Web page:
Carolina captain Jordan Staal says 'it's karma' that Canes could play the Rangers

Chip Alexander, The News & Observer (Raleigh, N.C.) on

Published in Hockey

Jordan Staal once joked about leaving the New York Rangers out of NHL playoff plans if the season resumed.

And now? Staal, captain of the Carolina Hurricanes, had to do a little back-tracking Wednesday in media Zoom call.

Yes, he did tease brother Marc Staal, the veteran Rangers defenseman, during an NHL zoom call two weeks after the NHL suspended the season. Yes, his comments about playing out the season and playoff scenarios were along the lines of "screw the Rangers," who were out of playoff position when the long pause began March 12 because of the coronavirus pandemic.

"I guess I shouldn't have said that," Staal said, smiling. "That's karma, I guess."

The NHL's return to play plan has 24 teams in the mix. It also has the Canes and Rangers matched up in a best-of-five opening qualifying round, and Jordan Staal is well aware that Marc Staal and the Rangers won all four games they've played against each other this season.

"Yeah, we've texted a few times here and there," Staal said Wednesday. "They're excited obviously about being part of the playoffs. It's a team that struggled with, so it's a great challenge for us, jumping right into it. Hopefully we can do our best to find a way to win that and we'll be feeling good.


"It'll be fun. I haven't played against a brother in the playoffs in a while. I know my parents hate it but I think we're going to enjoy it and have some fun with it. But it is what it is. If that's the way we've go to do it, that's hockey."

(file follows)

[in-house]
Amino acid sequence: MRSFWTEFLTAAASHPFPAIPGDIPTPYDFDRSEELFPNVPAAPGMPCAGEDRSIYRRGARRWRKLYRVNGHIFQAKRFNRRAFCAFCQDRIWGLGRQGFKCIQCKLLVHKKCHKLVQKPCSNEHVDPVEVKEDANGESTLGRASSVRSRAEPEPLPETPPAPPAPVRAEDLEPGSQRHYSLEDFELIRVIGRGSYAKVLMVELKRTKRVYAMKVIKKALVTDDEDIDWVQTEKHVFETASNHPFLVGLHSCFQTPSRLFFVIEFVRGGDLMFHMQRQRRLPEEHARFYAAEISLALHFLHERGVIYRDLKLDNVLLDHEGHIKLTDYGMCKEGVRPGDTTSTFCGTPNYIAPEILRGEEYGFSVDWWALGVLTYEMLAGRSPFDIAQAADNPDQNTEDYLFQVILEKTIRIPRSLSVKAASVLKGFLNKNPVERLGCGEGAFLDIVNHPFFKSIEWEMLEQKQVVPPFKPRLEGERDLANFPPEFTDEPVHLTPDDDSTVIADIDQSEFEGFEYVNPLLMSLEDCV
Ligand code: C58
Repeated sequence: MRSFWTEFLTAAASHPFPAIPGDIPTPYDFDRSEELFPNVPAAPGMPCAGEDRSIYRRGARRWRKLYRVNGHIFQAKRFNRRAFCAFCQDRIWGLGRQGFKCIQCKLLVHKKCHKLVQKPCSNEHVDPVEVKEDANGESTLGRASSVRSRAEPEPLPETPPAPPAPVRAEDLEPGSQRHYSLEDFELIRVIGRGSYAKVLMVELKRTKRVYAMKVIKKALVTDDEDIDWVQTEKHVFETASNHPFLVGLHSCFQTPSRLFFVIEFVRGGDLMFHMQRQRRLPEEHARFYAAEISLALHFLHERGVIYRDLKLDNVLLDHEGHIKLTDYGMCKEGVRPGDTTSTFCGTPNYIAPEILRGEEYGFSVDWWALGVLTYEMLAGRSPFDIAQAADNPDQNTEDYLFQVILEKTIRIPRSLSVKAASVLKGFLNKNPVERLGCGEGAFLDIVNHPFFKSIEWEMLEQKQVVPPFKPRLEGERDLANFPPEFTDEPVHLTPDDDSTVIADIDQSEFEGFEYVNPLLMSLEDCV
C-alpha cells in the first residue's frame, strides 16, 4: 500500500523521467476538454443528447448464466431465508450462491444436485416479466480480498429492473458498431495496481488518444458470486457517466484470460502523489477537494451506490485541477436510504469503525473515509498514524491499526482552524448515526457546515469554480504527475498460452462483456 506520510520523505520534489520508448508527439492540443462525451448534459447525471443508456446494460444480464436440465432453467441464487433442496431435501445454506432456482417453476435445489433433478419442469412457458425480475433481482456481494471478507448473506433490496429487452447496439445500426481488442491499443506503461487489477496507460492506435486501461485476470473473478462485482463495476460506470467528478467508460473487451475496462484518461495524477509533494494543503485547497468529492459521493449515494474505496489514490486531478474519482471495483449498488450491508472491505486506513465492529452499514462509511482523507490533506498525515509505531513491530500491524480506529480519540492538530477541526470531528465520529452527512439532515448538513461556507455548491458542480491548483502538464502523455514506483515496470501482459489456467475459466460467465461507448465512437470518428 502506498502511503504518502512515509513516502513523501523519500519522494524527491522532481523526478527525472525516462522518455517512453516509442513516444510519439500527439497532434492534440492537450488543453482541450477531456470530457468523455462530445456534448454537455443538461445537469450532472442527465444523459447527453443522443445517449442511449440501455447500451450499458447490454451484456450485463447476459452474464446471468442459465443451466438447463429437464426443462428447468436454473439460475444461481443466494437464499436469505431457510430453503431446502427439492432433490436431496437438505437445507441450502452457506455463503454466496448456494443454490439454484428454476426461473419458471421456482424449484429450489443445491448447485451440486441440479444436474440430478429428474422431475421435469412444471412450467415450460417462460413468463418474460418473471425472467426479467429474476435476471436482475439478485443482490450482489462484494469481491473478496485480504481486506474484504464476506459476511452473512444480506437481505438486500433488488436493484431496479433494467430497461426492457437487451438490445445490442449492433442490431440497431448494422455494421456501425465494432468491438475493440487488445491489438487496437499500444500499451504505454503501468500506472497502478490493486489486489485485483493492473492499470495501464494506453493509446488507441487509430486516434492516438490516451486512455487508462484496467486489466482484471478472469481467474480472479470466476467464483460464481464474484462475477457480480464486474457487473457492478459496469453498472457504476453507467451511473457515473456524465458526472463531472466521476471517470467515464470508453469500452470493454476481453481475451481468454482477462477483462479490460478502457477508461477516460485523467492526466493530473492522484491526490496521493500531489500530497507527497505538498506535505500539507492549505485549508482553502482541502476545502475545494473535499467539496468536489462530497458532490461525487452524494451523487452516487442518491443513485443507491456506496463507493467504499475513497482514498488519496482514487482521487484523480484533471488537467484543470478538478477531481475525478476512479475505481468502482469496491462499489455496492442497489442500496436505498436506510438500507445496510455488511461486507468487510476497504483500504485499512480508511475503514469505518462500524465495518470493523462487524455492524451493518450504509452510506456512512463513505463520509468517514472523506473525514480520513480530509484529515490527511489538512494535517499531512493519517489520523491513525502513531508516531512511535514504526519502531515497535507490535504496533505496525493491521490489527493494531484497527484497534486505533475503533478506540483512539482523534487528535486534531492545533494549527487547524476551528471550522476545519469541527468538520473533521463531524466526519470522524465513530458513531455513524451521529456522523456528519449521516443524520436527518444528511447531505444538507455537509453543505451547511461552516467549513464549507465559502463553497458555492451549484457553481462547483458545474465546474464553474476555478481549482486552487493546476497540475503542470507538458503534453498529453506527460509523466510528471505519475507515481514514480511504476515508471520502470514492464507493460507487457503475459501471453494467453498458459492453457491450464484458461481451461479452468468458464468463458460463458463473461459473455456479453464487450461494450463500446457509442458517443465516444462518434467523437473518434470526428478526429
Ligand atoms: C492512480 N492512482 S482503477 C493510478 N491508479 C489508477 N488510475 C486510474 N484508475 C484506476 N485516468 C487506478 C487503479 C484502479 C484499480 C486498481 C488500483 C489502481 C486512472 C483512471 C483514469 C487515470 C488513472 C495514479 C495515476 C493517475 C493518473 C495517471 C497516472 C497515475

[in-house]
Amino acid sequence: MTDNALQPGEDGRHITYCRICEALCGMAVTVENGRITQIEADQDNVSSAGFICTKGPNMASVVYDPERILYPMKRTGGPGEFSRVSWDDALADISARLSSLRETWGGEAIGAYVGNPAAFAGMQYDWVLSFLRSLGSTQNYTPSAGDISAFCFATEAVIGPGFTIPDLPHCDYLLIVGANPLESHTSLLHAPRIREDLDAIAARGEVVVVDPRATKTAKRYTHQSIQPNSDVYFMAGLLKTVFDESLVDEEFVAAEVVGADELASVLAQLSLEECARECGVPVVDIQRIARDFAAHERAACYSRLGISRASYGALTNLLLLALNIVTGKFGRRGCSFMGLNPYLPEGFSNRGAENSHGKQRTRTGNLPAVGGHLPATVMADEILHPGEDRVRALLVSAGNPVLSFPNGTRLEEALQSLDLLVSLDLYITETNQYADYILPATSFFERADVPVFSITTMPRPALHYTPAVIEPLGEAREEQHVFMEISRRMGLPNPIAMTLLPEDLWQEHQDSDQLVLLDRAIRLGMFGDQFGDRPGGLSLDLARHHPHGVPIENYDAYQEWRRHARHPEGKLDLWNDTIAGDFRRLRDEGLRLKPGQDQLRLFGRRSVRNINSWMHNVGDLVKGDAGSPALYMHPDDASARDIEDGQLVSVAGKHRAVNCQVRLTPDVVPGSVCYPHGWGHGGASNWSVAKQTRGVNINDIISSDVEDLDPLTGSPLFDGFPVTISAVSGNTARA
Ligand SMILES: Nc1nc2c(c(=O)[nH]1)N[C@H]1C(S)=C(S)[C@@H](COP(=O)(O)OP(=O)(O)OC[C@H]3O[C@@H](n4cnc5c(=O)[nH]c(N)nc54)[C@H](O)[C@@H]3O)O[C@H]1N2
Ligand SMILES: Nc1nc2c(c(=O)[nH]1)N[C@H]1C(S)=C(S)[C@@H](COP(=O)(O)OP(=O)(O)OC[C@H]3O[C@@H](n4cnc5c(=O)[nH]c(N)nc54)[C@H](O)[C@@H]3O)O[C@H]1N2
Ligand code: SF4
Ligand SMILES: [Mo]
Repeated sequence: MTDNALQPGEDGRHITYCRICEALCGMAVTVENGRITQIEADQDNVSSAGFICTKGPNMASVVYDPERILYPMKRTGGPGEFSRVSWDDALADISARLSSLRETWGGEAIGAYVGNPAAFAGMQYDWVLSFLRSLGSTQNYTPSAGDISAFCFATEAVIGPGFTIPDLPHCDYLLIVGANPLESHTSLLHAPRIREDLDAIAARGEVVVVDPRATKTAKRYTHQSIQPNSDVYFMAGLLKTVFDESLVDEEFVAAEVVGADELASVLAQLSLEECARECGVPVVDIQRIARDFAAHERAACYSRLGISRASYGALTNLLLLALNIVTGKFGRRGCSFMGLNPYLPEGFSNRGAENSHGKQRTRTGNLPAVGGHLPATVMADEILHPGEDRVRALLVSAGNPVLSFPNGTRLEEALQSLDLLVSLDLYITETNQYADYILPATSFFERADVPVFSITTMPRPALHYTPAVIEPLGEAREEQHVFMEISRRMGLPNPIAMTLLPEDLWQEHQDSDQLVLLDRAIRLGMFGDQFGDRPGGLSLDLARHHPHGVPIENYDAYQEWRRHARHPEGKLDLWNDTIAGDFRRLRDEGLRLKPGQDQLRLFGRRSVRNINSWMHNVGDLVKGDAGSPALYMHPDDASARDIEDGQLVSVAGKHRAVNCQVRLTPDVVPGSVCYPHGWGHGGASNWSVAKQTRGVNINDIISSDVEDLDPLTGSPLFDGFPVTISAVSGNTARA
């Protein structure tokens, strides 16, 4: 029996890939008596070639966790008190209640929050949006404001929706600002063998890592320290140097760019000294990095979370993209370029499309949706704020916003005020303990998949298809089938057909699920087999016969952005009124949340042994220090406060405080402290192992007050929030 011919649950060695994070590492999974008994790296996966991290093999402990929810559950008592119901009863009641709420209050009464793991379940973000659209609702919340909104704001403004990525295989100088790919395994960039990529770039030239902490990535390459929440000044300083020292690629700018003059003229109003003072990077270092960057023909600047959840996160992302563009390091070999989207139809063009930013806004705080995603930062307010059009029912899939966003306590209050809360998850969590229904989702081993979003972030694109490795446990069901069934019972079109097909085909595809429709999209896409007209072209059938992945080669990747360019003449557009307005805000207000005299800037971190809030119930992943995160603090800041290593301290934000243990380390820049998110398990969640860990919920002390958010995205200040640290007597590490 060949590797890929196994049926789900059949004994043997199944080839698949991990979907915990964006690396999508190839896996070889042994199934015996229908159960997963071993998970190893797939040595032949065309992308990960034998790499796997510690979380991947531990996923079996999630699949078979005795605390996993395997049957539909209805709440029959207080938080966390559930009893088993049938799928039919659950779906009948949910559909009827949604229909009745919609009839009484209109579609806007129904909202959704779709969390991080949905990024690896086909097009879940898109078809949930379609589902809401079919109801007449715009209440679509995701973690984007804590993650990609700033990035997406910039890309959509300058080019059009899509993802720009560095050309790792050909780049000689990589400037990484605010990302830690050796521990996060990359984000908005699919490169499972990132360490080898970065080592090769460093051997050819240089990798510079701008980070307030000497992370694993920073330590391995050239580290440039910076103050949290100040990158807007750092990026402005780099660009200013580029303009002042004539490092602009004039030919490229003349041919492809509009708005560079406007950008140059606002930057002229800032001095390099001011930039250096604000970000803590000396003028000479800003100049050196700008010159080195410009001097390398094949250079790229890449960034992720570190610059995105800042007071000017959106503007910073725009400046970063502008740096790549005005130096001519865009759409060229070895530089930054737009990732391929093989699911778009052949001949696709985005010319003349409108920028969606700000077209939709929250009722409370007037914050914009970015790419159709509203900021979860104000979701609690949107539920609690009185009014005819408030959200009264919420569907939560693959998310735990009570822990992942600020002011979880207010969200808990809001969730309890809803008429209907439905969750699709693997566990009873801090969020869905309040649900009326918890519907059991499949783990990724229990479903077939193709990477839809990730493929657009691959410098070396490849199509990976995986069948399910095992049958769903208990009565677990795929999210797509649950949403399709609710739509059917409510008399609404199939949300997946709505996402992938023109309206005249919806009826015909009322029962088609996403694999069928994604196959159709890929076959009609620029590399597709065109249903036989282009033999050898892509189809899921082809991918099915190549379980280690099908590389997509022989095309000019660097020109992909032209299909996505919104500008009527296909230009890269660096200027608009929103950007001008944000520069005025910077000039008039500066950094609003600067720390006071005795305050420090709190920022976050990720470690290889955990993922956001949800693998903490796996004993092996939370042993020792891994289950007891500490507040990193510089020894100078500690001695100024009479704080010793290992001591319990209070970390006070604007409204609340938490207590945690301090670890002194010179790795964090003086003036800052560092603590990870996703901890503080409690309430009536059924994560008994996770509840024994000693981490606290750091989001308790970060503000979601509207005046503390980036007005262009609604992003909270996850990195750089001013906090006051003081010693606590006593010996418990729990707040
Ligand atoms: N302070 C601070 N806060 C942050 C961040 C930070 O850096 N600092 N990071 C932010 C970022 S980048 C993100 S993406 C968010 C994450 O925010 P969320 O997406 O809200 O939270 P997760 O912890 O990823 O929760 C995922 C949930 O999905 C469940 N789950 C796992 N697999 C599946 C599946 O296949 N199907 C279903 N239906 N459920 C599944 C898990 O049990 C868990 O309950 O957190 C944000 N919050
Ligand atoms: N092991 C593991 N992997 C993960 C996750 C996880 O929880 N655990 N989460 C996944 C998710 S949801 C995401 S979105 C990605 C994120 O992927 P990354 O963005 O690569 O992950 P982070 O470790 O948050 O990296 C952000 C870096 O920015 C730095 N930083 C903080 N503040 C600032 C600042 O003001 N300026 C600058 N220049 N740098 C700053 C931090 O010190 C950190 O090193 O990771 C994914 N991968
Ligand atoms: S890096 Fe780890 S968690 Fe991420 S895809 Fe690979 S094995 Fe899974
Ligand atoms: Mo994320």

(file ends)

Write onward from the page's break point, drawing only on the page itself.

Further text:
Staal just wants to play, as do his teammates. His oldest brother, Eric, also will be involved with the Minnesota Wild also involved in a Western Conference qualifying round against the Vancouver Canucks.

That last playoff matchup against a brother, Staal vs. Staal? It was 2009 and Jordan Staal a member of the Pittsburgh Penguins while Eric was the Canes' captain. The Pens swept the Eastern Conference Finals and won the Stanley Cup.

But these are unprecedented times. The pandemic presents an everyday health-and-safety danger, something that must be dealt with in any NHL return to play plan. As NHL commissioner Gary Bettman said Tuesday, there will be testing and more testing, with the players being kept more or less in a "bubble" once at the playing site.


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